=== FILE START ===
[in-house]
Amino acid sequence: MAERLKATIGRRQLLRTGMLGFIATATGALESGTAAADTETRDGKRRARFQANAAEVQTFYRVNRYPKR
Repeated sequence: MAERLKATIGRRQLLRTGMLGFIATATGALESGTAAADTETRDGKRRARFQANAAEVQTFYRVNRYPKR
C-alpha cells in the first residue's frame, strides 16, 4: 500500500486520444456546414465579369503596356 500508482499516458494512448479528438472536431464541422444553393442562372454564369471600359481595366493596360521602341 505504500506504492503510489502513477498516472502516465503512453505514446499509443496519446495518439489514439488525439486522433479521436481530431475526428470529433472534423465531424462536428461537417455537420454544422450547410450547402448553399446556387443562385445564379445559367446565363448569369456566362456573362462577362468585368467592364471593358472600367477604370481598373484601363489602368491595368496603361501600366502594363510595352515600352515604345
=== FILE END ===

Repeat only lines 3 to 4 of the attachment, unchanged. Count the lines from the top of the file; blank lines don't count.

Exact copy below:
Repeated sequence: MAERLKATIGRRQLLRTGMLGFIATATGALESGTAAADTETRDGKRRARFQANAAEVQTFYRVNRYPKR
C-alpha cells in the first residue's frame, strides 16, 4: 500500500486520444456546414465579369503596356 500508482499516458494512448479528438472536431464541422444553393442562372454564369471600359481595366493596360521602341 505504500506504492503510489502513477498516472502516465503512453505514446499509443496519446495518439489514439488525439486522433479521436481530431475526428470529433472534423465531424462536428461537417455537420454544422450547410450547402448553399446556387443562385445564379445559367446565363448569369456566362456573362462577362468585368467592364471593358472600367477604370481598373484601363489602368491595368496603361501600366502594363510595352515600352515604345